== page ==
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Old Iron and Hams

photo: ham, cheese, wine, music

Cheese, ham and wine are staples of this brocante.

On the Ile de Chatou

Paris:– Saturday, 13. March:– I remember the last and only time I went to the annual 'Old Iron and Ham Fair' near Chatou. It was cold, muddy and raining without pity. The wine was so–so and the ham and sausages were fine, and my feet got good and wet. It was freezing cold and it must have been about 1978.

Things, including the weather, are better these days. All the same, today's return visit has been carefully planned, with particular attention being paid to newspaper and TV–weather news predictions. Today, according to these expert sources, will be the best there is.

This 'best' includes low winds and temperatures forecast to be above 10, semi–sunny skies, and no rain on any horizon. It is, in fact, hardly normal for March – so it is like a bonus day.photo: barbie parts March, even in the 21st century, is usually like it was back in 1978.

To get way out there, I start with the RER 'B' line at Denfert and switch to the RER's 'A' line at Châtelet for the ride out west, beyond La Défense. There are a fair number of fellow passengers on the first train – going shopping downtown or to Roissy for longer trips – but the 'A' train is nearly empty.

I don't, but you might need a vital 'Barbie' part or dress.

My memory tells me that the station at Chatou is a medium walk from the Ile de Chatou, and I'm pretty sure I've heard the RER station in Reuil–Malmaison is closer, but I've never been on the ground there.

At Chatou there are signs pointing the way to the fair on the island. They are pointing in two different directions. Taking one, I immediately recall that the approach to Chatou is a maze for drivers – and today it turns out to be one for a pedestrian. The good news is, no matter which sign you follow, it will get you to the island if you don't give up.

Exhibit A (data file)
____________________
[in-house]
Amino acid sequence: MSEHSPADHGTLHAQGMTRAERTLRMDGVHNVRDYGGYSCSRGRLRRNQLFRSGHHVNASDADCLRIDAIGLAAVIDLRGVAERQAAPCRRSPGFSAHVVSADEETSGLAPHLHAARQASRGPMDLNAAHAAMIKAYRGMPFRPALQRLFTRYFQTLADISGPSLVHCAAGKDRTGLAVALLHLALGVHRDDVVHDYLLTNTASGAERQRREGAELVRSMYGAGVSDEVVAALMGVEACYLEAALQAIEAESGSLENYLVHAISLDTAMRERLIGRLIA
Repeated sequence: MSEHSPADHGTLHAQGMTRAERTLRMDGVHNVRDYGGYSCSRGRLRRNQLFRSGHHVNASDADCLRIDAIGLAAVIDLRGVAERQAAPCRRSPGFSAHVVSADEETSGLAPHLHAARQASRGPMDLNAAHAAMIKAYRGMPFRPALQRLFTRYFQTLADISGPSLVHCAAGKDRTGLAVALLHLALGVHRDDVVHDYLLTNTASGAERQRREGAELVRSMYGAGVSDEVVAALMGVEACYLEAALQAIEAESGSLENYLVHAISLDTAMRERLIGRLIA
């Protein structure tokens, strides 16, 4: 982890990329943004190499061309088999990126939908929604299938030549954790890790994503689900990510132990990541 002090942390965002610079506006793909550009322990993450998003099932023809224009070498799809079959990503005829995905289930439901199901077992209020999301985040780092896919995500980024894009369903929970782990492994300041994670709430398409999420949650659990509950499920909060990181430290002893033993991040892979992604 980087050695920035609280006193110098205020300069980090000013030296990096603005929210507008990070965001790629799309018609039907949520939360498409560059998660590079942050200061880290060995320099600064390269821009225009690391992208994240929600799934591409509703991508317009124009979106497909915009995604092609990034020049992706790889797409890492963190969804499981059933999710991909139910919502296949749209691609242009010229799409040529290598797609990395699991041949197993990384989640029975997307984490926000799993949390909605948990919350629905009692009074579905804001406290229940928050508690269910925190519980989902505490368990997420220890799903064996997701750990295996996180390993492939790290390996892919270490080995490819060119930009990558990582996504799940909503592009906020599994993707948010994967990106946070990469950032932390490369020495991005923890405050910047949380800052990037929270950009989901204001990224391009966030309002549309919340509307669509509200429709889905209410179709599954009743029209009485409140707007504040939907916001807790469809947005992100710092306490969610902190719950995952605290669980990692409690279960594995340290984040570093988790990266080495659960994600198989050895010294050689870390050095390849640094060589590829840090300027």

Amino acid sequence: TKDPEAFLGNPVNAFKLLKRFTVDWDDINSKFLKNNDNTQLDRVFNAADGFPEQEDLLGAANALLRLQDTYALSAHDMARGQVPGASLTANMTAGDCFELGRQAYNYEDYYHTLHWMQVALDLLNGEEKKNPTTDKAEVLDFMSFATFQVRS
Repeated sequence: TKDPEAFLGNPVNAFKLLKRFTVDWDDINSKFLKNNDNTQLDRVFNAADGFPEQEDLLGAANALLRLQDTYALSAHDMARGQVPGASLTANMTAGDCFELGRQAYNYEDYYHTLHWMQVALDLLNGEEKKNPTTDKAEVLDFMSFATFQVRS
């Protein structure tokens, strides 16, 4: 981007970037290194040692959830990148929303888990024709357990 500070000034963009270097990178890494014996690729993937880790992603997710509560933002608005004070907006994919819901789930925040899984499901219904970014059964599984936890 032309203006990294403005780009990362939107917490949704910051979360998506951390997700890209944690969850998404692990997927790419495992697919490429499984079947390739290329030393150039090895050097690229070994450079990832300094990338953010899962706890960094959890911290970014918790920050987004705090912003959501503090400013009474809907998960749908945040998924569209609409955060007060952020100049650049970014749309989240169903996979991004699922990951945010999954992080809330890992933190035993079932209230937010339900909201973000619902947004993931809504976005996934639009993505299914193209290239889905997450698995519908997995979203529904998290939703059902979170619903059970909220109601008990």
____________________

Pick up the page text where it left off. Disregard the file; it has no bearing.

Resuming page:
From the RER station, the best approach is from the Pont de Chatou – the one you'd automatically getphoto: fiat van, crepes if coming from Reuil–Malmasion – because it gives a view of the large fair area, which you won't get if you come the way I have.

Not for sale – this '60s Fiat van still serves hot crêpes.

Low and up close, the fair's area doesn't seem impressive. There are some flimsy green sheds and some small mud puddles. in fact, the fair is huge. It is like a temporary small town full of antique peddlers and a few ham merchants. I wonder when they dropped the term 'ferraille' – or 'old iron' – from the name.

The shape of the fair's area is triangular. There are fairly open spaces at two ends, four wide interior alleys, and about 20 other narrower ones. In the centre there are long sheds where the alleys are covered.

For reasons unknown to me, I have been at several 'brocantes' within the past year. There is a little one currently having a ten–day session in my quartier. I have been to Vanves a couple of times, and to Saint–Ouen once. I was told about Montreuil, and Dimitri lost his wallet a couple of weeks ago coming back from it. I thought all the pickpockets worked Saint–Ouen.

I am not a potential buyer for anything costing more that a euro – such as a busted Kazoo – and I am not any kind of connoisseur of antiques. My 'expertise' of jukeboxes comes from a book I have.

But still, trailing though junk this past year has given me a bit of an appreciation for the overall effect. Vanves is funky, with possible treasures. Saint–Ouen is big and professional, with the café there as a bonus. I have to take others' word for Montreuil.